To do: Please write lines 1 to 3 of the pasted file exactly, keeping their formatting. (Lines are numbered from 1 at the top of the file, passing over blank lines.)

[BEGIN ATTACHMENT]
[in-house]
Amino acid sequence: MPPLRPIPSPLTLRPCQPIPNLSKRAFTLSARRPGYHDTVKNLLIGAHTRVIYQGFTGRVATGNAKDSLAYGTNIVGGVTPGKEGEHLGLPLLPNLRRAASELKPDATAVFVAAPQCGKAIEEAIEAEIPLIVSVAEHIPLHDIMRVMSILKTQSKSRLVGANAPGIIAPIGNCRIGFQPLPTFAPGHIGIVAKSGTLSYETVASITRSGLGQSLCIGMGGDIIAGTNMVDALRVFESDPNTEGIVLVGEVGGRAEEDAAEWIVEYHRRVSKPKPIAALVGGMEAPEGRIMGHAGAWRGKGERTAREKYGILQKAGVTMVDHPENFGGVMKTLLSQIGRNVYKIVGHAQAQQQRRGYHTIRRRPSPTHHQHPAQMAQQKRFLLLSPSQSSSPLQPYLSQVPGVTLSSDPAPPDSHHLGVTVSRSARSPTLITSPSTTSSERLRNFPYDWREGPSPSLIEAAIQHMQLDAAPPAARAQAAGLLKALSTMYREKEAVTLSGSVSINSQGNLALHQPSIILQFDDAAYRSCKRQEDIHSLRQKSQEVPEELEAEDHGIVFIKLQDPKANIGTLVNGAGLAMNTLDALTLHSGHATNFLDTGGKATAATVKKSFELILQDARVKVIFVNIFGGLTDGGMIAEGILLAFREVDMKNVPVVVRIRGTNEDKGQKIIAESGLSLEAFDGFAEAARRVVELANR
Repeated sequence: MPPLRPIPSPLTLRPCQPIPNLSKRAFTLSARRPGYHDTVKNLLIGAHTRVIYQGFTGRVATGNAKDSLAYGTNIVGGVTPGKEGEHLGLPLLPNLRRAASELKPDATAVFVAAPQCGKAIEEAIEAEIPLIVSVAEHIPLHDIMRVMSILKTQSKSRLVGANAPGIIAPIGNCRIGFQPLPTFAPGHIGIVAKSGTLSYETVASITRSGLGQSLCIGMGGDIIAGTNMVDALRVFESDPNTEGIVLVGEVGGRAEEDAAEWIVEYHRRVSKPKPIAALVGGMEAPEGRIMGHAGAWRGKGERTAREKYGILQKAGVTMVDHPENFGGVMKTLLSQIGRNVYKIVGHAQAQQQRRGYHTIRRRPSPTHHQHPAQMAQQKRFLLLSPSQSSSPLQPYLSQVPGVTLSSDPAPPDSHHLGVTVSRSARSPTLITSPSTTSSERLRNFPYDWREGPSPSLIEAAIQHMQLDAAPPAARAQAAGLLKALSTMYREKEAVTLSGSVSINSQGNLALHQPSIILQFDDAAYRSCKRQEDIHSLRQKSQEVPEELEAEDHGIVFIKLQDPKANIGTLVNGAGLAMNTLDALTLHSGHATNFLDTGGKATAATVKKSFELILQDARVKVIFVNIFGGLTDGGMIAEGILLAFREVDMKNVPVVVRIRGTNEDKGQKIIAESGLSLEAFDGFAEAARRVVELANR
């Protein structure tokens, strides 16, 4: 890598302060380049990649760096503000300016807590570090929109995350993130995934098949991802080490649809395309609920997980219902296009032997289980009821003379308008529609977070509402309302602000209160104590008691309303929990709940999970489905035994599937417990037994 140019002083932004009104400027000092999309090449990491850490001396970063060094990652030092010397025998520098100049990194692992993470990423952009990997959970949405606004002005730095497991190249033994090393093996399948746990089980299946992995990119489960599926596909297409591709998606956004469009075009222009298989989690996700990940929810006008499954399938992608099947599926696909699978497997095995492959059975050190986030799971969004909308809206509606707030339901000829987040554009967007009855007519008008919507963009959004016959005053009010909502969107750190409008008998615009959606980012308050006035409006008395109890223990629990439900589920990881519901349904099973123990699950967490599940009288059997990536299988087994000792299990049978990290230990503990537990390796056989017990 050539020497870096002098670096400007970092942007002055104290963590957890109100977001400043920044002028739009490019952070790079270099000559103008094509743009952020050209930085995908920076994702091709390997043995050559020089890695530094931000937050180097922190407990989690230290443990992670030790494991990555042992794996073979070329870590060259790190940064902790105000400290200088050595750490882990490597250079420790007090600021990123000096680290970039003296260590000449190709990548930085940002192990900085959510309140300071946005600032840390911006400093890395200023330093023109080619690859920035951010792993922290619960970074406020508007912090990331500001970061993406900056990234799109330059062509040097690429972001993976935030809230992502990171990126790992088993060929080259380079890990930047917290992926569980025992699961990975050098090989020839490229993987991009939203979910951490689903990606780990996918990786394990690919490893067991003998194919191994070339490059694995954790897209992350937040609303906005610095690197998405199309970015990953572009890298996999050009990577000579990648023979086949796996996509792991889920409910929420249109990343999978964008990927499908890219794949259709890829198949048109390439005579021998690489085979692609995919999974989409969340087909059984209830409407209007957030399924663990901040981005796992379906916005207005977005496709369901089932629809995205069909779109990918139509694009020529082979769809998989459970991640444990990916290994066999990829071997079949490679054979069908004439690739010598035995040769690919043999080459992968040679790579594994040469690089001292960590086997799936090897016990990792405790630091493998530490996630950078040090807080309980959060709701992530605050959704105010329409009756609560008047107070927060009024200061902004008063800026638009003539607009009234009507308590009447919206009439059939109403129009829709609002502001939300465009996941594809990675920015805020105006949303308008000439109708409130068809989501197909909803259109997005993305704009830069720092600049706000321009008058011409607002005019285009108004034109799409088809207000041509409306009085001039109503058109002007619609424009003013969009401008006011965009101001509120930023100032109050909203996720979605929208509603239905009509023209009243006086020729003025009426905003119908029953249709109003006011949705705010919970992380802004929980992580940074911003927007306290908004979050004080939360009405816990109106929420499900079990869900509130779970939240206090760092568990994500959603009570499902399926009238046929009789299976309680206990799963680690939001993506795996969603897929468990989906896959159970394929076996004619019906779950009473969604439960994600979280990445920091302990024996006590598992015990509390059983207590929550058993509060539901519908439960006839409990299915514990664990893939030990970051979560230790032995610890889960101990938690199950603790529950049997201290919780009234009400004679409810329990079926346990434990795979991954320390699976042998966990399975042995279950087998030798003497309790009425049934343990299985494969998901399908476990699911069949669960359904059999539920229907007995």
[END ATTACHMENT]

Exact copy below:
[in-house]
Amino acid sequence: MPPLRPIPSPLTLRPCQPIPNLSKRAFTLSARRPGYHDTVKNLLIGAHTRVIYQGFTGRVATGNAKDSLAYGTNIVGGVTPGKEGEHLGLPLLPNLRRAASELKPDATAVFVAAPQCGKAIEEAIEAEIPLIVSVAEHIPLHDIMRVMSILKTQSKSRLVGANAPGIIAPIGNCRIGFQPLPTFAPGHIGIVAKSGTLSYETVASITRSGLGQSLCIGMGGDIIAGTNMVDALRVFESDPNTEGIVLVGEVGGRAEEDAAEWIVEYHRRVSKPKPIAALVGGMEAPEGRIMGHAGAWRGKGERTAREKYGILQKAGVTMVDHPENFGGVMKTLLSQIGRNVYKIVGHAQAQQQRRGYHTIRRRPSPTHHQHPAQMAQQKRFLLLSPSQSSSPLQPYLSQVPGVTLSSDPAPPDSHHLGVTVSRSARSPTLITSPSTTSSERLRNFPYDWREGPSPSLIEAAIQHMQLDAAPPAARAQAAGLLKALSTMYREKEAVTLSGSVSINSQGNLALHQPSIILQFDDAAYRSCKRQEDIHSLRQKSQEVPEELEAEDHGIVFIKLQDPKANIGTLVNGAGLAMNTLDALTLHSGHATNFLDTGGKATAATVKKSFELILQDARVKVIFVNIFGGLTDGGMIAEGILLAFREVDMKNVPVVVRIRGTNEDKGQKIIAESGLSLEAFDGFAEAARRVVELANR
Repeated sequence: MPPLRPIPSPLTLRPCQPIPNLSKRAFTLSARRPGYHDTVKNLLIGAHTRVIYQGFTGRVATGNAKDSLAYGTNIVGGVTPGKEGEHLGLPLLPNLRRAASELKPDATAVFVAAPQCGKAIEEAIEAEIPLIVSVAEHIPLHDIMRVMSILKTQSKSRLVGANAPGIIAPIGNCRIGFQPLPTFAPGHIGIVAKSGTLSYETVASITRSGLGQSLCIGMGGDIIAGTNMVDALRVFESDPNTEGIVLVGEVGGRAEEDAAEWIVEYHRRVSKPKPIAALVGGMEAPEGRIMGHAGAWRGKGERTAREKYGILQKAGVTMVDHPENFGGVMKTLLSQIGRNVYKIVGHAQAQQQRRGYHTIRRRPSPTHHQHPAQMAQQKRFLLLSPSQSSSPLQPYLSQVPGVTLSSDPAPPDSHHLGVTVSRSARSPTLITSPSTTSSERLRNFPYDWREGPSPSLIEAAIQHMQLDAAPPAARAQAAGLLKALSTMYREKEAVTLSGSVSINSQGNLALHQPSIILQFDDAAYRSCKRQEDIHSLRQKSQEVPEELEAEDHGIVFIKLQDPKANIGTLVNGAGLAMNTLDALTLHSGHATNFLDTGGKATAATVKKSFELILQDARVKVIFVNIFGGLTDGGMIAEGILLAFREVDMKNVPVVVRIRGTNEDKGQKIIAESGLSLEAFDGFAEAARRVVELANR